Great food is always a real bonus when staying anywhere and visitors to Lot et Garonne can enjoy locally grown vegetables and fruit – including apples, kiwi, strawberries and of course, the famous Agen plums. Les Séchoirs is conveniently situated just a few hundred metres from the really good mini Carrefour supermarket in Clairac and every second Sunday morning, a bright yellow canopy in the front car park announces that the ‘Oyster Man’ is there – and business for him is always brisk!
France is the No 1 country for oysters in Europe and Paris THE place to eat oysters, but the second best place must be in Clairac overlooking the River Lot….
It was business as usual for the Oyster Man in Clairac this morning, which seemed a little surprising as I had read only a few days ago that France produces a staggering 142,000 metric tonnes of oysters (a business worth €520 million) and 90% of these oysters are consumed in France with 50% of this amount enjoyed over Christmas and New Year! I fully expected there to be a January shortage! If there is an ‘R’ in the month, it means oysters are in season so we can enjoy them right the way through till the end of April.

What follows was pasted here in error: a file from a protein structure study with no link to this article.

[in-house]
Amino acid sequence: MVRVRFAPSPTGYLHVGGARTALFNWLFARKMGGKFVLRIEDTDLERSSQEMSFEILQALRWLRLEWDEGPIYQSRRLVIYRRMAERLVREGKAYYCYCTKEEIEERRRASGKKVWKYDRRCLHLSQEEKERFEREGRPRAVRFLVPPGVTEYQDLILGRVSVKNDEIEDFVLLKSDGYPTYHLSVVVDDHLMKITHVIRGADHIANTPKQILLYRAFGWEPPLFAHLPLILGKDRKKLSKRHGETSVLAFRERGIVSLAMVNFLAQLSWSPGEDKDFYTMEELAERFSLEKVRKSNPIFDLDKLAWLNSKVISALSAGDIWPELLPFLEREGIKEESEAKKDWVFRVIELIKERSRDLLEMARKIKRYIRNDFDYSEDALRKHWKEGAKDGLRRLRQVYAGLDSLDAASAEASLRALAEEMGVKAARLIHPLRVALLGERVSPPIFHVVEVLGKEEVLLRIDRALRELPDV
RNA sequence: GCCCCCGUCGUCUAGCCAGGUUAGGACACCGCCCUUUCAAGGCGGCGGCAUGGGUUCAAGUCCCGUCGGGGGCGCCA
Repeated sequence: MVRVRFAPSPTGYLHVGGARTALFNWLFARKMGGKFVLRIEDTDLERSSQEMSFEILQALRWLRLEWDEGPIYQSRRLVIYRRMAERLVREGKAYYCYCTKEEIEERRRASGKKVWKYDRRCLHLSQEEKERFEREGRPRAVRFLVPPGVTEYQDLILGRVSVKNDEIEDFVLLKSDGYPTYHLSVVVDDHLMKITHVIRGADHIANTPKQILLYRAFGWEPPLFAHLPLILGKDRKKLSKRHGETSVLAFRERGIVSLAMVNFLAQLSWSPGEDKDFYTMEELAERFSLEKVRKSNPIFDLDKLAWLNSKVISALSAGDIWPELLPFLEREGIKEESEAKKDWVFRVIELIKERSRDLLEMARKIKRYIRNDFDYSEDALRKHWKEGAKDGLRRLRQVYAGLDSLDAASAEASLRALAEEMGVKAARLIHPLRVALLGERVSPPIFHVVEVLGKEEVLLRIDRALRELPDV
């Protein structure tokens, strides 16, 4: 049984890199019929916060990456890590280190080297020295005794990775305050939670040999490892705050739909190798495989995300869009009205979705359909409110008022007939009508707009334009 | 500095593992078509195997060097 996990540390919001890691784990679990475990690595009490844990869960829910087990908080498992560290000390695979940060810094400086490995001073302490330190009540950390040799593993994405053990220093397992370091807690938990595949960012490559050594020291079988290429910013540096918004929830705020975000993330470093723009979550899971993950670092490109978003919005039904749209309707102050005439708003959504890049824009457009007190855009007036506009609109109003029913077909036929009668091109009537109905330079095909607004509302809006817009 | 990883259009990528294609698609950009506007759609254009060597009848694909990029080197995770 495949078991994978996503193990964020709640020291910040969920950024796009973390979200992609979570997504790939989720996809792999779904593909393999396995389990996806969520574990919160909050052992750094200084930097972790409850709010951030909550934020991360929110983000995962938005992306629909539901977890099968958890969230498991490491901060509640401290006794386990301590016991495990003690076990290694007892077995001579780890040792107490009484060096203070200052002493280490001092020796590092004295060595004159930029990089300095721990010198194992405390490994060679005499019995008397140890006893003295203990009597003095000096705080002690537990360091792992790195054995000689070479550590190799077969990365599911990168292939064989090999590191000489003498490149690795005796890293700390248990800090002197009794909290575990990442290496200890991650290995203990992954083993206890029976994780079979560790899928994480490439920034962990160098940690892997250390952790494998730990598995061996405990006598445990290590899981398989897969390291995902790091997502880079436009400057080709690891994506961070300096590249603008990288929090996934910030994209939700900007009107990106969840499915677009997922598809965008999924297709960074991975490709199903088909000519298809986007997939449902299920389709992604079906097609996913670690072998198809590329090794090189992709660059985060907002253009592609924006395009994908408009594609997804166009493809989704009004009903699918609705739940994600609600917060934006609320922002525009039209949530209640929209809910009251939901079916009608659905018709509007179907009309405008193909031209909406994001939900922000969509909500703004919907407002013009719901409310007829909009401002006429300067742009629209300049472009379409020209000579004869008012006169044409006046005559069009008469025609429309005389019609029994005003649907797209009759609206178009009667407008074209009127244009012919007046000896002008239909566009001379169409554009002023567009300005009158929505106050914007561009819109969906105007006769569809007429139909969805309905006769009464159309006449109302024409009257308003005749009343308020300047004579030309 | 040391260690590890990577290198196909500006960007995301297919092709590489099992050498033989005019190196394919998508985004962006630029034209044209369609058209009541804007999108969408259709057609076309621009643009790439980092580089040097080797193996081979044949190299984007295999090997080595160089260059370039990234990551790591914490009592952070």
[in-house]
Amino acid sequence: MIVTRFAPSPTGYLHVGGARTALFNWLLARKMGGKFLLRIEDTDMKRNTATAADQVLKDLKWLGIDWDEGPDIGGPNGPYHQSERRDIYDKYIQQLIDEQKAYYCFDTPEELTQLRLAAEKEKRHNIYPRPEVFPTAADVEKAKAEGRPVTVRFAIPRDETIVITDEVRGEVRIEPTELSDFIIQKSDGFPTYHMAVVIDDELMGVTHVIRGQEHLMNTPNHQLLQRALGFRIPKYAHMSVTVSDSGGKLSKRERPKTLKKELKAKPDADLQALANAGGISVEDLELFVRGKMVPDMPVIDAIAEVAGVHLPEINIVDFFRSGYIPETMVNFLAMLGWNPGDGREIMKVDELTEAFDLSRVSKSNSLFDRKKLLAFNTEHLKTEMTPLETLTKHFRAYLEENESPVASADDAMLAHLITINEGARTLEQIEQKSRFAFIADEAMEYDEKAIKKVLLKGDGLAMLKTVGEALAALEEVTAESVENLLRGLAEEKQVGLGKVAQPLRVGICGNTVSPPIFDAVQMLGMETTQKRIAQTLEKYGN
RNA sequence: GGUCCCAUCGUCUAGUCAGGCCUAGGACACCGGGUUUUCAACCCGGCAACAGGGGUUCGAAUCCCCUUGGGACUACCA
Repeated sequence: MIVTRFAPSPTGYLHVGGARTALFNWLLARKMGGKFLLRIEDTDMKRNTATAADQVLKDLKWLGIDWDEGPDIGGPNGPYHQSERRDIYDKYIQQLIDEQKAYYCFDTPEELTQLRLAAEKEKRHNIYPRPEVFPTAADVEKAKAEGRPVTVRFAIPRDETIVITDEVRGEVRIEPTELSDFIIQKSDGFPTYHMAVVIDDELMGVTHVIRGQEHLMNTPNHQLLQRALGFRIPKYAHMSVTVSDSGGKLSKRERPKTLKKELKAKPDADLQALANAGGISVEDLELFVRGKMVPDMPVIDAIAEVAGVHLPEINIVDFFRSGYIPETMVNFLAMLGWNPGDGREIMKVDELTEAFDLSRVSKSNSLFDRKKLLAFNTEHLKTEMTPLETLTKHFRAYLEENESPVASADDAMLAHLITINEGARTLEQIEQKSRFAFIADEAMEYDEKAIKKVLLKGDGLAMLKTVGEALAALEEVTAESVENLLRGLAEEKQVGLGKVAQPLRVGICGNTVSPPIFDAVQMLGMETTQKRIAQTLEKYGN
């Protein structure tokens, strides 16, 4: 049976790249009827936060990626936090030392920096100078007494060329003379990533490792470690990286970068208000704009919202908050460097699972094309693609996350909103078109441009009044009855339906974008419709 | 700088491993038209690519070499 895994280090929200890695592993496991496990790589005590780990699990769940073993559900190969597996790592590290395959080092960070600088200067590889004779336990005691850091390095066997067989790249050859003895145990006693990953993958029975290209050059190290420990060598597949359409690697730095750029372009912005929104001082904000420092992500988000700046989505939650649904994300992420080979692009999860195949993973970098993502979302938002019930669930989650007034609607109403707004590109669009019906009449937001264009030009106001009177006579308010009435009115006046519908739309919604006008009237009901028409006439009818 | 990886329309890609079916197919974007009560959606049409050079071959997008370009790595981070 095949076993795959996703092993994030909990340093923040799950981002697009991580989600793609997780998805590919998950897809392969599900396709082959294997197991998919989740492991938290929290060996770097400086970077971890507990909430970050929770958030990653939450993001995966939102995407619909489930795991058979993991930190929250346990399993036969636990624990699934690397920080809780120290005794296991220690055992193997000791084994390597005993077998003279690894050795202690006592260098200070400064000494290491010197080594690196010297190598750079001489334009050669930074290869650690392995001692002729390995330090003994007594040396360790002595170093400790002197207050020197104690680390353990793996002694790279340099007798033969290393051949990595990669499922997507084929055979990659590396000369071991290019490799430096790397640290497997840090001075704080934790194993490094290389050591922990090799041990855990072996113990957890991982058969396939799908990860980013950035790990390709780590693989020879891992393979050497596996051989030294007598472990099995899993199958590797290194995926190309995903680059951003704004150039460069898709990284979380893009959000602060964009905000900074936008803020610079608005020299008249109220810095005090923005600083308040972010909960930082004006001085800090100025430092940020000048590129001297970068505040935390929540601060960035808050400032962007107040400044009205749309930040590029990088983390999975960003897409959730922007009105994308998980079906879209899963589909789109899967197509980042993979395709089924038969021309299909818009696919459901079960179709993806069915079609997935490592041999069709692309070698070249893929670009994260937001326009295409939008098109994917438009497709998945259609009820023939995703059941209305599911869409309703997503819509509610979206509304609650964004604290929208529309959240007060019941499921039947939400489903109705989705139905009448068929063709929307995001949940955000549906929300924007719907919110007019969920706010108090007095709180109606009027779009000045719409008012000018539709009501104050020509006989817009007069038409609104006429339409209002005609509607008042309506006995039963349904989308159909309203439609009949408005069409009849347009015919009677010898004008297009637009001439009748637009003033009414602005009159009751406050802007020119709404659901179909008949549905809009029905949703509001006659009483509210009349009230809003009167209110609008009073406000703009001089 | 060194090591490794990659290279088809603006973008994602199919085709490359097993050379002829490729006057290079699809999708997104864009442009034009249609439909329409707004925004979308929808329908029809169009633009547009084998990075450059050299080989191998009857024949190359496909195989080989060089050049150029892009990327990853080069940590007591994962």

Oysters have been enjoyed in France as a luxury food since Roman times and the French were the first to start cultivating oysters commercially. France has more than 2,000 miles of coastline and some of the world’s best oyster beds in Concale, Marennes-Oléron and Arachon and it is in beds in Arachon that the oysters sold in Clairac are harvested.
There are two different species available – the Pacific Oyster (Huitre Creuse) which was brought from Japan in the 1970s when the French stocks were badly depleted by disease and the European Oyster (Huitre Plate or Gravette) which is the classic native oyster of France.
Oysters have rough grey hinged shells and the oyster inside is delicately flavoured and surrounded by clear juice. The oysters are graded with the most expensive being the sweetest and the most expensive from the ‘Oyster Man’ are definitely excellent! The challenge is opening or ‘shucking’ the oyster which is best done with a special short bladed knife (yes, both our gites at Les Séchoirs have one!!) which is inserted into the hinged end of the shell (with the flat side of the shell down) and the knife or ‘shucker’ is then twisted to open the shell…..
Oysters are best served chilled with Champagne or a dry white wine and enjoyed at a leisurely pace….